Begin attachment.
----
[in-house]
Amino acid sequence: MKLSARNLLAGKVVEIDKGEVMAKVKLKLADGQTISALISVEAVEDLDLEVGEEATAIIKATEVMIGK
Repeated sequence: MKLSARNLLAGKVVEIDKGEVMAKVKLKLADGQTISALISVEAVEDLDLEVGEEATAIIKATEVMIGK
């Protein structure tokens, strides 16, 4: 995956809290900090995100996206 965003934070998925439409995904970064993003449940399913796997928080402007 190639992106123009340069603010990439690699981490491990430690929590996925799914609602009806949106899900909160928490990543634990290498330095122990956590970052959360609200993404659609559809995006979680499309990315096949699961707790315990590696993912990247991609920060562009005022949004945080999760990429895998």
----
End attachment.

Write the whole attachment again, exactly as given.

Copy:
[in-house]
Amino acid sequence: MKLSARNLLAGKVVEIDKGEVMAKVKLKLADGQTISALISVEAVEDLDLEVGEEATAIIKATEVMIGK
Repeated sequence: MKLSARNLLAGKVVEIDKGEVMAKVKLKLADGQTISALISVEAVEDLDLEVGEEATAIIKATEVMIGK
């Protein structure tokens, strides 16, 4: 995956809290900090995100996206 965003934070998925439409995904970064993003449940399913796997928080402007 190639992106123009340069603010990439690699981490491990430690929590996925799914609602009806949106899900909160928490990543634990290498330095122990956590970052959360609200993404659609559809995006979680499309990315096949699961707790315990590696993912990247991609920060562009005022949004945080999760990429895998």